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NZ institute digitises int’l orientation

Auckland’s Unitec Institute of Technology has developed a mobile website to deliver orientation information to international students before they arrive on campus. The strategy has resulted in a higher level of engagement with students and significantly improved the distribution of orientation information, organisers have said.

Unitec held a student services expo to accompany the mobisite, allowing students to “tag in” to each stand which also provided data on what information a student had and hadn’t received.Photo: Unitec.

The service freed up student services staff from answering simple questions and allowed them to focus on more serious issues

The service, delivered via a mobile website developed in collaboration with mixed-media production company Satellite Media, provides orientation materials to international students prior to them commencing their studies and has so far increased the school’s ability to track attendance and utilisation of the information contained in the site.

Additionally, the mobisite has received high student satisfaction feedback and contributed to an increase to Unitec’s International Student Net Promoter Score; a measure of the likelihood a customer will promote a company.

“We wanted to think about it from a student’s perspective – when I arrive somewhere, what could I have been pre-sent?”

General manager of international market development James Burroughes said the idea was conceived after he and his team began to consider orientation services from a customer-centric perspective as well as a desire to further digitise student services.

“We wanted to think about it from a student’s perspective. When I arrive somewhere, what could I have been pre-sent information-wise? What would I need to know on day one, and what would I want access to readily in my pocket? We then thought about how could [Unitec] serve that up to students in a relatively user-friendly format,” he told The PIE News.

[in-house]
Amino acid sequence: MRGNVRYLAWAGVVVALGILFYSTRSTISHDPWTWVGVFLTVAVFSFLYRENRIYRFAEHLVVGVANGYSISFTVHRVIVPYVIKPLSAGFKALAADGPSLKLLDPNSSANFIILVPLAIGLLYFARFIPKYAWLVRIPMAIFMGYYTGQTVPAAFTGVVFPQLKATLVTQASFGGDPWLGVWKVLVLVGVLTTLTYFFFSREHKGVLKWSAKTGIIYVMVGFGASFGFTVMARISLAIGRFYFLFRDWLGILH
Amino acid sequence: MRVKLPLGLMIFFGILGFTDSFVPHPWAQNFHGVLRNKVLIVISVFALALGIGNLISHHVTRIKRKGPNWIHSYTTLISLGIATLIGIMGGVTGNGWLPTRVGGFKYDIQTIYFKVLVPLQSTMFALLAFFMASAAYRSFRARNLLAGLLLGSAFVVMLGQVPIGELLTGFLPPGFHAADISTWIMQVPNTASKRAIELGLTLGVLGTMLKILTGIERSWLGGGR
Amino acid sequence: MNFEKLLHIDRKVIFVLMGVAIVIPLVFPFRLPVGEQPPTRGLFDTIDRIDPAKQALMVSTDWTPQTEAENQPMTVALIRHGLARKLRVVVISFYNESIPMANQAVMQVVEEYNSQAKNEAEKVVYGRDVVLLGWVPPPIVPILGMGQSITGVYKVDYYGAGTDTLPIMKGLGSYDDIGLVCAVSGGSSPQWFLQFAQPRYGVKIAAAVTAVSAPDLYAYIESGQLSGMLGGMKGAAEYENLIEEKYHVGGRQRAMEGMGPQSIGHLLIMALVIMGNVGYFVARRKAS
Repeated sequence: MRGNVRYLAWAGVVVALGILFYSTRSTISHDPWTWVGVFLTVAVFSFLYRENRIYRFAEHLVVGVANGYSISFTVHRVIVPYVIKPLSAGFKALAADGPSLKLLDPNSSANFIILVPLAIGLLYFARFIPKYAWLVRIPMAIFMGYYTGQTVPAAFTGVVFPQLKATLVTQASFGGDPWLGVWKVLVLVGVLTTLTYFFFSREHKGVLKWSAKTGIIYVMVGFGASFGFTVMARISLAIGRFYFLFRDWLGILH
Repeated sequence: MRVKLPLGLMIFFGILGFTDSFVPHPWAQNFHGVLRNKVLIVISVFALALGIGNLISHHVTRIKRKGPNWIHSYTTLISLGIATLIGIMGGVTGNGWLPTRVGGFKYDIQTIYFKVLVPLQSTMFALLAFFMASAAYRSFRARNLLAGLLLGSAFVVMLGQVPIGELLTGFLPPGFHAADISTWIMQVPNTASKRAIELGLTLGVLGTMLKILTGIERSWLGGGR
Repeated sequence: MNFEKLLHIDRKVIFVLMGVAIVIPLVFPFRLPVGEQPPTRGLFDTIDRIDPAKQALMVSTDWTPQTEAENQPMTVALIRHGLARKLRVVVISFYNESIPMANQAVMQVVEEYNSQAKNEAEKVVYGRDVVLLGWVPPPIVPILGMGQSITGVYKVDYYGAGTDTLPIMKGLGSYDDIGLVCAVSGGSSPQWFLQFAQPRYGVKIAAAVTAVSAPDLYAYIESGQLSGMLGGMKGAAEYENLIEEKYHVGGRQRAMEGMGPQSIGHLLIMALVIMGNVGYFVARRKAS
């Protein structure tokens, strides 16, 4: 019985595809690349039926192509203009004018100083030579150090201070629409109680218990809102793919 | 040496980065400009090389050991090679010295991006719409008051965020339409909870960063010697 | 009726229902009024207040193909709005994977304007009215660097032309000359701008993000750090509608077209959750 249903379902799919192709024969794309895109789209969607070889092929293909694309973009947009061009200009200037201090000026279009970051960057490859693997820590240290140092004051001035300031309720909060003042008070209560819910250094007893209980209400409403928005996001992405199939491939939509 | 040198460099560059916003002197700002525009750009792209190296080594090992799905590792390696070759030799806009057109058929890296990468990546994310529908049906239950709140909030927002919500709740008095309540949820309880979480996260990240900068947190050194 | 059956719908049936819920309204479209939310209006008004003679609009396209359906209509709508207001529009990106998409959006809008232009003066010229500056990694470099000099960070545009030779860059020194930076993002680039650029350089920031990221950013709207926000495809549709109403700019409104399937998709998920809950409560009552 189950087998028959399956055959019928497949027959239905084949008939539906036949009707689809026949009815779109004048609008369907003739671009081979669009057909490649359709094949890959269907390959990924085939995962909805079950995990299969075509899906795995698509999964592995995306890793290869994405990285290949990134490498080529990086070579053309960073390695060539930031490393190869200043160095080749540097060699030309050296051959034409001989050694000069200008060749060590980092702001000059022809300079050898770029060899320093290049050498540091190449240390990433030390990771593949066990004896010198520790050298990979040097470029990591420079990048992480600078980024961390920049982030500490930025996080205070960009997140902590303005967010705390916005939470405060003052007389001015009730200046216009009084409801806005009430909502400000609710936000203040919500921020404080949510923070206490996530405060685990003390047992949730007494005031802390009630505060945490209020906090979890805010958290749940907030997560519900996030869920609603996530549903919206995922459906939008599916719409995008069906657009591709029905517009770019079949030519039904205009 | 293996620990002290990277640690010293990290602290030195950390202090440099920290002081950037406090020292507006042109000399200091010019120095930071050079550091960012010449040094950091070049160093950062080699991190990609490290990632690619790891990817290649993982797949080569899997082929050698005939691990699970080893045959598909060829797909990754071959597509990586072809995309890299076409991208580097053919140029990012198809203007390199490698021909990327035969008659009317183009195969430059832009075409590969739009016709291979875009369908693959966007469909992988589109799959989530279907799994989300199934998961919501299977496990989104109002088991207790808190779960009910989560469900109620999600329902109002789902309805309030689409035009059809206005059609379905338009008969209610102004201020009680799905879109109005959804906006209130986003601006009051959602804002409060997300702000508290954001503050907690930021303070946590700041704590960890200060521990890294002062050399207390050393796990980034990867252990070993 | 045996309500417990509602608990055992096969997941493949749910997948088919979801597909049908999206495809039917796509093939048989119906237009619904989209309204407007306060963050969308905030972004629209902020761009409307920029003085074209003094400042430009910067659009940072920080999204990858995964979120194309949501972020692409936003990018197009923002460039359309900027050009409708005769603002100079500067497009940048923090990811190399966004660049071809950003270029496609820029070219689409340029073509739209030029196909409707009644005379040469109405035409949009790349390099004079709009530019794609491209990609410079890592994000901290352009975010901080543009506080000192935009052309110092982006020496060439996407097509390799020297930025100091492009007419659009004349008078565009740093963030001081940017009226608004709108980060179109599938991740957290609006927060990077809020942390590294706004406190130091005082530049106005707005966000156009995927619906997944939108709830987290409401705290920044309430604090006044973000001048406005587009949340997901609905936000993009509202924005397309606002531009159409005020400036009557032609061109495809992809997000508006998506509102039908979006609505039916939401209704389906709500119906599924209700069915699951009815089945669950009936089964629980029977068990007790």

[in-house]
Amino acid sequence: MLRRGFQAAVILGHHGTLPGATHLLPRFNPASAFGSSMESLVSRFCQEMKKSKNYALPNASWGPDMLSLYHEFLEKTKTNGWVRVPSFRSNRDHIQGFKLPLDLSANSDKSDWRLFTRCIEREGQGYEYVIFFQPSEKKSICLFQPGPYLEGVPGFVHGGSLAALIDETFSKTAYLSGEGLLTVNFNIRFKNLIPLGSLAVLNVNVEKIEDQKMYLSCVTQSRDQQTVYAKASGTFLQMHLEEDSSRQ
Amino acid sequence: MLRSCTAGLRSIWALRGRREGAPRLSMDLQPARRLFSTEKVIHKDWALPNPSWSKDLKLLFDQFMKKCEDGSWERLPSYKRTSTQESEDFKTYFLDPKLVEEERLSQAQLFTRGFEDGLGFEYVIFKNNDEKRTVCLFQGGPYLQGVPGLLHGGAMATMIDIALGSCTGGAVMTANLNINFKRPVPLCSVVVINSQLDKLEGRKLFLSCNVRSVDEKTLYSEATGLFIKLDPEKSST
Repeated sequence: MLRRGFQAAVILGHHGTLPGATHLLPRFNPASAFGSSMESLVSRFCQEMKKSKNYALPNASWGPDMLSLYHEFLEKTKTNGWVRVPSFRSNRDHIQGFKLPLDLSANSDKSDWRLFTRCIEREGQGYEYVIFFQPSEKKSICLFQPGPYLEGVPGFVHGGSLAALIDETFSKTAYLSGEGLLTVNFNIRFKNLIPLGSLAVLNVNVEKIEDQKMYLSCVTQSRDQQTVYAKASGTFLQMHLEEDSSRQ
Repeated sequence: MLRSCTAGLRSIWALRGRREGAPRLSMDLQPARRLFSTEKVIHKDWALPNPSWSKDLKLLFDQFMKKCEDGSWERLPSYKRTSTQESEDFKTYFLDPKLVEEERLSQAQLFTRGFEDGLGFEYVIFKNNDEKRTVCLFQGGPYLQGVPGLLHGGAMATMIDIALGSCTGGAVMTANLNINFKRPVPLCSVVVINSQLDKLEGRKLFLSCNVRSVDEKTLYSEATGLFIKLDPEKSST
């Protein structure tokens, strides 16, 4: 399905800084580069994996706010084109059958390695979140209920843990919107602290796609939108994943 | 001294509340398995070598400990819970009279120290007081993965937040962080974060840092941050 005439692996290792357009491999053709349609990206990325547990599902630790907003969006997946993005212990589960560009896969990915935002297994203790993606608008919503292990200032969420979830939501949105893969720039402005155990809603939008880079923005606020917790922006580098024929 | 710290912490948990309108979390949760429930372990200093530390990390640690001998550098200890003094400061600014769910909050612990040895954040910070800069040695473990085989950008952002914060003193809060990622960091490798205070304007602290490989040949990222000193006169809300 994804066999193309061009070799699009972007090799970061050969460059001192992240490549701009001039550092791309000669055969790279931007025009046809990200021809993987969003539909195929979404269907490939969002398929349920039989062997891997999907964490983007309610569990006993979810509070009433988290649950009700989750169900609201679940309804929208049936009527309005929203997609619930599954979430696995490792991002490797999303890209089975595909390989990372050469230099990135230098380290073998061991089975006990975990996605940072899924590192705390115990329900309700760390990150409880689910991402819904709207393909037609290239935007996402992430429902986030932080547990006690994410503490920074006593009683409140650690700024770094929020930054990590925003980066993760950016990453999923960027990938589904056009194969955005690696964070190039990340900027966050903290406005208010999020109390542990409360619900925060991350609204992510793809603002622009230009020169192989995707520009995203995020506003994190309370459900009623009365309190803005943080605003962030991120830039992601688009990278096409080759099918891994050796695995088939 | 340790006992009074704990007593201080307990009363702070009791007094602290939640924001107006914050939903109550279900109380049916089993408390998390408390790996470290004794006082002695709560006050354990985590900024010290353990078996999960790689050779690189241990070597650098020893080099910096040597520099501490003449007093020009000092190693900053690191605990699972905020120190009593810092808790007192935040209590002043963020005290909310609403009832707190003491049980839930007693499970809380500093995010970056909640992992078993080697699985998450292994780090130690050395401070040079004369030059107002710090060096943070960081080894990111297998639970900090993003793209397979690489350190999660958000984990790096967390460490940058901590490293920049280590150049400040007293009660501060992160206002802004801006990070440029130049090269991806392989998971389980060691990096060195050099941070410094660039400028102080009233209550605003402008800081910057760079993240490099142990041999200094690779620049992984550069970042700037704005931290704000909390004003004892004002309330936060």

He added the service freed up student services staff from answering simple questions around topics such as transport and allowed them to instead focus on more serious issues, such as academic and welfare related issues.

Accompanying the mobisite, Burroughes said a student services expo was also held, allowing students to “tag in” to each stand which also provided data on what information a student had and hadn’t received.

“If students didn’t “tag in” at one of the expo points that we knew they wouldn’t have benefited from the information there and we could serve that to them via a text message; or an invitation to come in for a conversation,” he added.

Burroughes said it also helped avoid bottlenecks and provided detailed data on when more staff were needed during orientation.

Unitec intends to develop the service further for 2017 intakes, which including plans to extend the orientation site to domestic students.

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